The Foundation believes that all youth deserve the opportunity to attend high-quality after-school programs that incorporate best practice standards and provide children with experiences that are challenging, nurturing, and fun. We use the term “after school” to include programs that operate during the hours of 3pm to 6pm during the school year. Programs may take place in school buildings, or any community-based facility.
Best-Practice elements include:
- typically operate 3-5 days a week
- recording program attendance to show that youth participate on a consistent basis
- youth development opportunities that include hands-on project-based learning
- daily homework help
- enrichment activities that focus on skills building (executive functions, literacy and numeracy), such as theater arts, STEM, and recreation activities
High-quality elements include:
- broad outreach to get and keep youth involved and engaged a regular basis, including youth who are most at-risk or have the greatest need
- developmentally age-appropriate and culturally relevant to the youth being served
- clear and defined outcomes for youth
- methods to measure program implementation and progress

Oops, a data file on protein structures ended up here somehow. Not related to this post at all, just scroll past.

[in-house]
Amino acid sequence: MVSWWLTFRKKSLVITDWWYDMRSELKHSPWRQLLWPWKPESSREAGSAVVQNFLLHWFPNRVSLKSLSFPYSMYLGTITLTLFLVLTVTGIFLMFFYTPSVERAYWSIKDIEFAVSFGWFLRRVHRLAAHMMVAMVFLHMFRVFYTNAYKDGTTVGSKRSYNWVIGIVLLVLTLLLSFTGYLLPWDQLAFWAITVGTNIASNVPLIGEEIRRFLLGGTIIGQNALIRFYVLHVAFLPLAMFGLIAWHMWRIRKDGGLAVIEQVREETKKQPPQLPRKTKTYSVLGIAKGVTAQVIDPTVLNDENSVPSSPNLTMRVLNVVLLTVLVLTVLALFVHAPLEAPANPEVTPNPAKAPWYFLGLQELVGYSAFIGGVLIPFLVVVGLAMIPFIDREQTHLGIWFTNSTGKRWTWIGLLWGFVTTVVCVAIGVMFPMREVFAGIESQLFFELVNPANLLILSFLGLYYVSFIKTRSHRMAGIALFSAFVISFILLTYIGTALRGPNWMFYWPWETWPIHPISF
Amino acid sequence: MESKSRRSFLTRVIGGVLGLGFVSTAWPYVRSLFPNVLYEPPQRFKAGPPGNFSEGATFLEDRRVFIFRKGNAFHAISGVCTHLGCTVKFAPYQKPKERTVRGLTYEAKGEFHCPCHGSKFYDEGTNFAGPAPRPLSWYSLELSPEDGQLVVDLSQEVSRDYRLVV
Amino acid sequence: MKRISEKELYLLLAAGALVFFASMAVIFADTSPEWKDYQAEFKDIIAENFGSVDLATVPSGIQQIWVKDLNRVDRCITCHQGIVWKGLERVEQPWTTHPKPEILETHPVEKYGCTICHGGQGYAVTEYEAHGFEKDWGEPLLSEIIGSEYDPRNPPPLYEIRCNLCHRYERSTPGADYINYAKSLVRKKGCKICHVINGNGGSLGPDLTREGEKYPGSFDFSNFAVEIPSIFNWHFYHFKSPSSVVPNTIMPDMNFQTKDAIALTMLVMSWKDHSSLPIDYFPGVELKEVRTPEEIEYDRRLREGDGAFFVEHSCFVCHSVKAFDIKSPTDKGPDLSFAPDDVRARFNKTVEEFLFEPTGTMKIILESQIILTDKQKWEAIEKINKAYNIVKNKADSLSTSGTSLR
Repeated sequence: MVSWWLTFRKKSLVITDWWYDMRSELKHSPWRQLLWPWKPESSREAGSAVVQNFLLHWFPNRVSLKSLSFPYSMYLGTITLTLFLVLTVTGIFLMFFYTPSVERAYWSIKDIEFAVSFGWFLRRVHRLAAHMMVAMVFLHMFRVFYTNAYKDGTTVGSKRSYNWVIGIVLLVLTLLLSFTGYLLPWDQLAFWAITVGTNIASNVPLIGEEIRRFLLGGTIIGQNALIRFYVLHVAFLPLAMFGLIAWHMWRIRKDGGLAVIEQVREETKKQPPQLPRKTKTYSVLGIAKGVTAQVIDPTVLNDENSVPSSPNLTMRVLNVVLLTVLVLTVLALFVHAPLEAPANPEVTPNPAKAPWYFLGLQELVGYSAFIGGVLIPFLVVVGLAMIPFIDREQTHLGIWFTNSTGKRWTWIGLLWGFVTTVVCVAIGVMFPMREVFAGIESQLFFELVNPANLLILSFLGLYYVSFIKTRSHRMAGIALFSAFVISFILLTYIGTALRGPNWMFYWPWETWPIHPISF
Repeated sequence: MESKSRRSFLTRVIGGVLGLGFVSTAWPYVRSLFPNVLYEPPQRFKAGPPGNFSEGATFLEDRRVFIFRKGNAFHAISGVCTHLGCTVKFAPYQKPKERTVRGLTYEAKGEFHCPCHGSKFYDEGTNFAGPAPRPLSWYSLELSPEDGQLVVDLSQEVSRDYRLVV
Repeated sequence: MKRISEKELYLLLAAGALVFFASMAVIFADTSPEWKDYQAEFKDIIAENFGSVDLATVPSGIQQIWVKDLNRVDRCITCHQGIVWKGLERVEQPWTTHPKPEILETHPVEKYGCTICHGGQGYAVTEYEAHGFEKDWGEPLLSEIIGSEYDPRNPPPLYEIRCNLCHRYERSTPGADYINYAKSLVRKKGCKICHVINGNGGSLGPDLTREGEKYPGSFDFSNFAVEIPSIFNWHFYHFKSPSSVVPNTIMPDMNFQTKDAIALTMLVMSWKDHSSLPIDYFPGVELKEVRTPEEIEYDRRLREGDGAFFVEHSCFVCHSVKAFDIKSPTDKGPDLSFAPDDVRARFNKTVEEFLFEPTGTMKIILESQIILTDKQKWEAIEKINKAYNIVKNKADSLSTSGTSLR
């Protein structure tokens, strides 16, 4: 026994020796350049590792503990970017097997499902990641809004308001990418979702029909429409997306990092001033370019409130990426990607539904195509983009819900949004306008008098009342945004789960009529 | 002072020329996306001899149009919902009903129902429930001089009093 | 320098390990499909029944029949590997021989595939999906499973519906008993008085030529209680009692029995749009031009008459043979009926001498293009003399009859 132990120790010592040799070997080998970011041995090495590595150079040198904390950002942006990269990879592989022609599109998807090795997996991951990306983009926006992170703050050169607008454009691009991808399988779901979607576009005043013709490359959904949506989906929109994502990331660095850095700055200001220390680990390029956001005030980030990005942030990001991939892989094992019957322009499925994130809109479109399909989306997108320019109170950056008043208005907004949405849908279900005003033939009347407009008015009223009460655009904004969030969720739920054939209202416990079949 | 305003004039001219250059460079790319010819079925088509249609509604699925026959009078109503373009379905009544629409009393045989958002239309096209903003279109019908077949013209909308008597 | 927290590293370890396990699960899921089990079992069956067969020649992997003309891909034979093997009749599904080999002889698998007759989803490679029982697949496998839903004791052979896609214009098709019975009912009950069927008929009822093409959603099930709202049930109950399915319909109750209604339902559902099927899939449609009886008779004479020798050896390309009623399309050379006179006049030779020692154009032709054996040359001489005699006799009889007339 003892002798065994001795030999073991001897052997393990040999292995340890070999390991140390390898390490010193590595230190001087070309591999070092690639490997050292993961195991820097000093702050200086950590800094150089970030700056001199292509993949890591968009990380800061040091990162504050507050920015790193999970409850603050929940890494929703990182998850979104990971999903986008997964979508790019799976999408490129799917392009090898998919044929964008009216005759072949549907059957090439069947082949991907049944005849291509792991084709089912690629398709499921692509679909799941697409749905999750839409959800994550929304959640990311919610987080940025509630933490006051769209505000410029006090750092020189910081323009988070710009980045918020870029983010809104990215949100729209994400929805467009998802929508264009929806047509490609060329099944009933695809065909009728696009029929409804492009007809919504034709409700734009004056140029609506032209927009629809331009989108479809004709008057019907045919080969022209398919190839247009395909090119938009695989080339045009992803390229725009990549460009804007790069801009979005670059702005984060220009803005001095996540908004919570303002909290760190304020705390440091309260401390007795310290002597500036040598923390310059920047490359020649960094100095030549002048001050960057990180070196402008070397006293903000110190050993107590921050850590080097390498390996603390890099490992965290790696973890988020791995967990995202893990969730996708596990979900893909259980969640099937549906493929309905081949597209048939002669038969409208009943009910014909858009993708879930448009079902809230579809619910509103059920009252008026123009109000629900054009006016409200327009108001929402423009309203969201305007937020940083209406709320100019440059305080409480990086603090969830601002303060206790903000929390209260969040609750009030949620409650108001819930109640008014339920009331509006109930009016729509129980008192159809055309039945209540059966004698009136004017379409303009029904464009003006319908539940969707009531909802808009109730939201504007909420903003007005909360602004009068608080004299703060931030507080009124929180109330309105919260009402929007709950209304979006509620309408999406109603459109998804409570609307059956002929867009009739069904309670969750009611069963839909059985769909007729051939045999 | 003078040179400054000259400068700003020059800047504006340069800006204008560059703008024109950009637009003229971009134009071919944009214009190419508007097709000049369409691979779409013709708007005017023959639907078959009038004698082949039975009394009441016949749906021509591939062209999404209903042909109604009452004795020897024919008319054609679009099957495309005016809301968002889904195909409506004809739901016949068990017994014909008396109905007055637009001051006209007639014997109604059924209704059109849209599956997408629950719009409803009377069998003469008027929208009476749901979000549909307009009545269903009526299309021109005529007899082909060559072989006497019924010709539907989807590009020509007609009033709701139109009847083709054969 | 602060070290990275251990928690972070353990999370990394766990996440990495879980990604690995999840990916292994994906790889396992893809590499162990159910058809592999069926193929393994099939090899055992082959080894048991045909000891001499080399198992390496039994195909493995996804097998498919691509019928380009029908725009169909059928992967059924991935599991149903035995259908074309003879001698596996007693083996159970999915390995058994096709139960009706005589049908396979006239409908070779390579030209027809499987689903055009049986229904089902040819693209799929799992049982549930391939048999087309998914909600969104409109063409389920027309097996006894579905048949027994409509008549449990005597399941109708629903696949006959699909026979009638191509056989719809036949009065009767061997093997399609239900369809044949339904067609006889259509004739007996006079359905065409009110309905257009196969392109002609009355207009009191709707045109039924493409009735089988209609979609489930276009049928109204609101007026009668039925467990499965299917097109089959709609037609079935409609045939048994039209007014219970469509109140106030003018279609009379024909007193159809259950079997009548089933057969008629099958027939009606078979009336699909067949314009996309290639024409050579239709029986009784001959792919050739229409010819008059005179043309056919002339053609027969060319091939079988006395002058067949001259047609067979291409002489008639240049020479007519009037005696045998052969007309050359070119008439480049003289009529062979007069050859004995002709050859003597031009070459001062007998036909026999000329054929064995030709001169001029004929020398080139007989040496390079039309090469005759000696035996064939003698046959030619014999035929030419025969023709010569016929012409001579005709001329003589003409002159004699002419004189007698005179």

For other programs that follow the school year but do not meet the after-school program guideline criteria (such as in-school day and Saturday programs), use our program grant proposal guidelines. Proposals for programs that follow the school year are due April 9, 2020.
The deadline for any summer youth programs is January 16, 2020. Use the program grant proposal guidelines.
In order to apply:
- Organization must be tax exempt under IRS section 501(c)(3).
With very few exceptions, we do not fund:
- General operating support or unrestricted grants
- Primary or secondary schools -- public, private independent, or parochial -- or colleges and universities
- Funding to replace municipal, state or federal funding
If your request is for any of the above purposes, we strongly encourage you call the Foundation before submitting a proposal.
Ineligible for funding:
- Political advocacy and lobbying
- Religious institutions, except for non-sectarian activities that benefit the community at-large
- Annual campaigns
- Endowment funds
- Travel (e.g. sports teams, field trips).
- Event sponsorships (e.g. golf, galas)
- Private Foundations
Grants will not be made for capital improvements, such as space renovations, or for purchasing computers. Some funds may be used for program supplies, including educational software, art materials, and the like.
Also, because the Foundation operates a large college scholarship program (see the Robert T. Kenney Scholarship Program) it does not provide funding for scholarship programs operated by schools or other nonprofit organizations.